This Saturday, Nascar racer Paulie Harraka will be using a device based on John Rogers work at the University of Illinois Urbana Champaign to monitor his hydration levels as he races
Hydration is incredibly important. In sport dehydration can affect your performance and decision making abilities but by the time you get thirsty you’re already dehydrated. This Saturday, Nascar racer Paulie Harraka will be using a device based on John Rogers work at the University of Illinois Urbana Champaign to monitor his hydration levels as he races.
Rogers’ device is an extension of his work presented in his Science paper last year, and consists of a ‘temporary tattoo’ of flexible electronics in direct contact with the skin. He gave the update on his work to delegates at the American Chemical Society annual meeting in San Diego, US.
Silicon electronics are extremely useful for a huge range of uses, but are rigid and inflexible, unlike the human body. Previously, Rogers has shown that nanometre thin layers of silicon have much better mechanical properties. Forming these into snakelike bends makes circuits that not only flex and bend, but also stretch, and at such sizes the circuits can then stick onto the body using van der Waals interactions.
Roger’s circuits can be peeled from their backing and put in place using just water. They can be protected by coating them with a modified form of over-the-counter spray-on plasters or bandages, which keeps them safe from sweating, wear and tear and even being washed with soapy water.
Powered and monitored wirelessly using RF induction, the temporary tattoos last for about two weeks (until the skin they were attached to sloughs off). And because the electronics are in direct contact with the skin, they make the same connection as conventional electrodes with a conducting gel, but without the mess and irritation.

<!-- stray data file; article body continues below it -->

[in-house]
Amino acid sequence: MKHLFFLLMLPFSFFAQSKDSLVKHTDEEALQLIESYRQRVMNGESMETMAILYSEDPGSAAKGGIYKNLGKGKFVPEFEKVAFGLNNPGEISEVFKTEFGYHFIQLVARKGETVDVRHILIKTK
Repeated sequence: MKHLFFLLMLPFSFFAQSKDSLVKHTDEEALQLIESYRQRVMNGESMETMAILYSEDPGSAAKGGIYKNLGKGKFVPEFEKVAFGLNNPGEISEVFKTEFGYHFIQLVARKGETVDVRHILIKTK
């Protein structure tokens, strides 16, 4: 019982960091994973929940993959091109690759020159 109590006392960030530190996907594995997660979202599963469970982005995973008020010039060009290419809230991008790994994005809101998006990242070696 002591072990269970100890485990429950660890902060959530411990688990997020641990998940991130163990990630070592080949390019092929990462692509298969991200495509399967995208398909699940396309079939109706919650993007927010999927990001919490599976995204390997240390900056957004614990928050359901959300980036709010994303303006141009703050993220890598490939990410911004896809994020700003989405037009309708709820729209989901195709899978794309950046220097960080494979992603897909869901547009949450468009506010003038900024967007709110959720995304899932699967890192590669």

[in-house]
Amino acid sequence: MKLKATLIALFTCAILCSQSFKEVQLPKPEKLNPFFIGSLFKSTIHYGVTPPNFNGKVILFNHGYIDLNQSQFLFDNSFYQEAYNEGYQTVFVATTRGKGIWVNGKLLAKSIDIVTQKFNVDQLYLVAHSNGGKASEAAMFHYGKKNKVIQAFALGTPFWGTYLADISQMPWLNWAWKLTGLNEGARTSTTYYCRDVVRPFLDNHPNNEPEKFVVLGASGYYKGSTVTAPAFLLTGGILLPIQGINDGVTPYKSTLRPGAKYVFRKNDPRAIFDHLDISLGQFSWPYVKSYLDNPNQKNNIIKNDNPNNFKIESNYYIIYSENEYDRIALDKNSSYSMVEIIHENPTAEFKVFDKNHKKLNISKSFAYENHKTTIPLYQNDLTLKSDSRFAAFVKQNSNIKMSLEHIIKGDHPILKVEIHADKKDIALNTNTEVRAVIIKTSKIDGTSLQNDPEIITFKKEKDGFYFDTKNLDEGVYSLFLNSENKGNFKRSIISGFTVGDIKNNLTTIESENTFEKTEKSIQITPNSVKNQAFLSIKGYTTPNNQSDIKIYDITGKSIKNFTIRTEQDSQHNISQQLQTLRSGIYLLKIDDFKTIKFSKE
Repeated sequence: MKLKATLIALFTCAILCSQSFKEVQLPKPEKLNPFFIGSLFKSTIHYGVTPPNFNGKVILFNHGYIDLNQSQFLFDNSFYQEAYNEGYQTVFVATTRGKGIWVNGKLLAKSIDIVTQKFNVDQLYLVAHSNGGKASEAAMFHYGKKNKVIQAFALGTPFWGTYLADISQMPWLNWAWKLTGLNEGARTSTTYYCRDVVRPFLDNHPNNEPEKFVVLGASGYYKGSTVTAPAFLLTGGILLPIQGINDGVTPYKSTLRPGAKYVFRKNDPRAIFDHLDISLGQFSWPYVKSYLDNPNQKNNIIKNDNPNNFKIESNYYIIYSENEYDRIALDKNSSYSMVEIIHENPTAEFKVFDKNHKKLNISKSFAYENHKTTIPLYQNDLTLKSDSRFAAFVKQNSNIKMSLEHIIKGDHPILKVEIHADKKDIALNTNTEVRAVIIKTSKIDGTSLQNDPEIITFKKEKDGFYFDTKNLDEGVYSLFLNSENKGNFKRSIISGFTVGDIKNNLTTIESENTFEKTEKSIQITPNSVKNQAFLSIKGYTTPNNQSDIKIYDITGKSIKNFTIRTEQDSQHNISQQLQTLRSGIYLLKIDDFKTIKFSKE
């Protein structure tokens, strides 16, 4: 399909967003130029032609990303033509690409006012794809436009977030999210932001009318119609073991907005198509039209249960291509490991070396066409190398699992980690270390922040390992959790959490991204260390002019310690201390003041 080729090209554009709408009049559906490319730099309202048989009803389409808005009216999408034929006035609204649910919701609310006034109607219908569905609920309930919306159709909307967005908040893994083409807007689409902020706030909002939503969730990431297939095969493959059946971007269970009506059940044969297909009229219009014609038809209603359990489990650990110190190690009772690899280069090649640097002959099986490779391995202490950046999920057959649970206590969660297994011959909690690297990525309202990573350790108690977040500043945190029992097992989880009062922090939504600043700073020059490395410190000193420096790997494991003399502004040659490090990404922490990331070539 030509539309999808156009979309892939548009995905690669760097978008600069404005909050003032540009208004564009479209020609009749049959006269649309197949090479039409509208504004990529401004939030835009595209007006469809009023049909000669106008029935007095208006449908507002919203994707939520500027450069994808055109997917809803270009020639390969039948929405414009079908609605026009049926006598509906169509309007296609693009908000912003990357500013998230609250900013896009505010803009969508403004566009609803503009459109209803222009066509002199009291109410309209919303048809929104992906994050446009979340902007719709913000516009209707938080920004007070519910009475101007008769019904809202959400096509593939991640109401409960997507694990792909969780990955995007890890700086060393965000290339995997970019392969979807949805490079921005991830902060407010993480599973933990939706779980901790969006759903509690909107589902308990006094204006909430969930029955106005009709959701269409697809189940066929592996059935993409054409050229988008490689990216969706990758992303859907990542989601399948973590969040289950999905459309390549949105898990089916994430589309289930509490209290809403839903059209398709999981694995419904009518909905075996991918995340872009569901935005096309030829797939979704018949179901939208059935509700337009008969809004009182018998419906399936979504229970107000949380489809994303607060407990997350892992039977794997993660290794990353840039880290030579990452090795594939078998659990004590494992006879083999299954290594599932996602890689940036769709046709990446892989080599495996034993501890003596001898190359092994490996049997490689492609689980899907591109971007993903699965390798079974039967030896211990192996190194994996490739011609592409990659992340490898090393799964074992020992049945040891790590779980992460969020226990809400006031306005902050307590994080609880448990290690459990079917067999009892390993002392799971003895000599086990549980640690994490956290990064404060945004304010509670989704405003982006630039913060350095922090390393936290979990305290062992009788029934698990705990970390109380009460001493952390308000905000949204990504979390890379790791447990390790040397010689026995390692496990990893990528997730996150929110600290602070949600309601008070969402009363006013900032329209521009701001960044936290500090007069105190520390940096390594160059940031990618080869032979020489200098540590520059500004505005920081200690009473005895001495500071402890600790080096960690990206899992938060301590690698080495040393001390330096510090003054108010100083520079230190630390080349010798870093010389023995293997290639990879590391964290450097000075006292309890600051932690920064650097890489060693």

The device on Harraka will be used to monitor hydration, temperature and physical strain during the race. However, Rogers says that his epidermal electronics can be used for much more, such as measuring skin hydration for the cosmetics industry or even, a bit further down the line, controlling an external device like a prosthetic limb by tracking muscle movements.
‘To me it’s really fantastic,’ says David Walt, founder of DNA sequencing firm Illumina. ‘Not only does he [Rogers] have the vision, but he is able to convert that to reality. The proof is that it works.’ While Rogers is currently focusing on using his technology to measure physical properties, Walt says he would like to think that the technology can also be used to measure chemical inputs.
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